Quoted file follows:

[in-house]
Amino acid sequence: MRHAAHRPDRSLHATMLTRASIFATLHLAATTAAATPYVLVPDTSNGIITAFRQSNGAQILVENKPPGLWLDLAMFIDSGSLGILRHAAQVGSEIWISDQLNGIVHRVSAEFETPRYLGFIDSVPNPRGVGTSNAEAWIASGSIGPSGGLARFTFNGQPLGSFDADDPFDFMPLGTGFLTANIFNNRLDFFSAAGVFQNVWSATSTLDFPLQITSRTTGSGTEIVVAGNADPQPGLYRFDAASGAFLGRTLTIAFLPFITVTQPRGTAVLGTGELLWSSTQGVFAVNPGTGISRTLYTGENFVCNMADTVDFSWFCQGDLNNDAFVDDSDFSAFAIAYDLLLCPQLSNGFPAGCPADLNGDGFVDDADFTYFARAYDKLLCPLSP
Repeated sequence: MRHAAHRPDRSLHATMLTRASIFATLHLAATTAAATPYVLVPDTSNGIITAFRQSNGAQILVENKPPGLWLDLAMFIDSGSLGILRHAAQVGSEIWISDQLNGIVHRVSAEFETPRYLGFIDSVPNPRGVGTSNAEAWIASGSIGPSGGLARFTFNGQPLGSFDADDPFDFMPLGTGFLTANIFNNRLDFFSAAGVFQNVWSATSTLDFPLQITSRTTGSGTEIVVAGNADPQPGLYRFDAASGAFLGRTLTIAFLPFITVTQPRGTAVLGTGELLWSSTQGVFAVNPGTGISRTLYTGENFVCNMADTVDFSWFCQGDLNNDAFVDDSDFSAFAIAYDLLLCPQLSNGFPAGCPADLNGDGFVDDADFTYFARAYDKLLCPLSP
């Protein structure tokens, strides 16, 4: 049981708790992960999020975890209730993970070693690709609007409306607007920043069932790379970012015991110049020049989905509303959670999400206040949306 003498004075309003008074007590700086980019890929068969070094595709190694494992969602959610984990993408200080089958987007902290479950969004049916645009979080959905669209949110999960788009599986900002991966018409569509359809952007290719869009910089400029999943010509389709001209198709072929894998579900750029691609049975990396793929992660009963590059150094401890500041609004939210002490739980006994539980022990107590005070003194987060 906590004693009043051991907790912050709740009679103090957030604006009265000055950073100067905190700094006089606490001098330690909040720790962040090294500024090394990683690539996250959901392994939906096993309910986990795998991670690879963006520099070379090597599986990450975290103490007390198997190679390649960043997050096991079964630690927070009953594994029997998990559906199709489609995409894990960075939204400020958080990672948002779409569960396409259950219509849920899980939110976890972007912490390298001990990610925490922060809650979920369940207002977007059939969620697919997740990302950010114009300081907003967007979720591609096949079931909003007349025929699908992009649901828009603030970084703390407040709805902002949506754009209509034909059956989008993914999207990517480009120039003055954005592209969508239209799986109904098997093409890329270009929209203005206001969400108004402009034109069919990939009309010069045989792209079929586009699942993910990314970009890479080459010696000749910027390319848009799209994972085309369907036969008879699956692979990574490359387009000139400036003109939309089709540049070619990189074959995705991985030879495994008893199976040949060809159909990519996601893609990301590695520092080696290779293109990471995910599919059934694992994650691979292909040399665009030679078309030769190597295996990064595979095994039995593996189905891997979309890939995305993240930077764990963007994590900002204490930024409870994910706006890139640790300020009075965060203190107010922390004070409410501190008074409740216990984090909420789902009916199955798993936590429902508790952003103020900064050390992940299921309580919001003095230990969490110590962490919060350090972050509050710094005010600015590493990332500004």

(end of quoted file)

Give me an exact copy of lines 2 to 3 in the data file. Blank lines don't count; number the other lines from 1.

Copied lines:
Amino acid sequence: MRHAAHRPDRSLHATMLTRASIFATLHLAATTAAATPYVLVPDTSNGIITAFRQSNGAQILVENKPPGLWLDLAMFIDSGSLGILRHAAQVGSEIWISDQLNGIVHRVSAEFETPRYLGFIDSVPNPRGVGTSNAEAWIASGSIGPSGGLARFTFNGQPLGSFDADDPFDFMPLGTGFLTANIFNNRLDFFSAAGVFQNVWSATSTLDFPLQITSRTTGSGTEIVVAGNADPQPGLYRFDAASGAFLGRTLTIAFLPFITVTQPRGTAVLGTGELLWSSTQGVFAVNPGTGISRTLYTGENFVCNMADTVDFSWFCQGDLNNDAFVDDSDFSAFAIAYDLLLCPQLSNGFPAGCPADLNGDGFVDDADFTYFARAYDKLLCPLSP
Repeated sequence: MRHAAHRPDRSLHATMLTRASIFATLHLAATTAAATPYVLVPDTSNGIITAFRQSNGAQILVENKPPGLWLDLAMFIDSGSLGILRHAAQVGSEIWISDQLNGIVHRVSAEFETPRYLGFIDSVPNPRGVGTSNAEAWIASGSIGPSGGLARFTFNGQPLGSFDADDPFDFMPLGTGFLTANIFNNRLDFFSAAGVFQNVWSATSTLDFPLQITSRTTGSGTEIVVAGNADPQPGLYRFDAASGAFLGRTLTIAFLPFITVTQPRGTAVLGTGELLWSSTQGVFAVNPGTGISRTLYTGENFVCNMADTVDFSWFCQGDLNNDAFVDDSDFSAFAIAYDLLLCPQLSNGFPAGCPADLNGDGFVDDADFTYFARAYDKLLCPLSP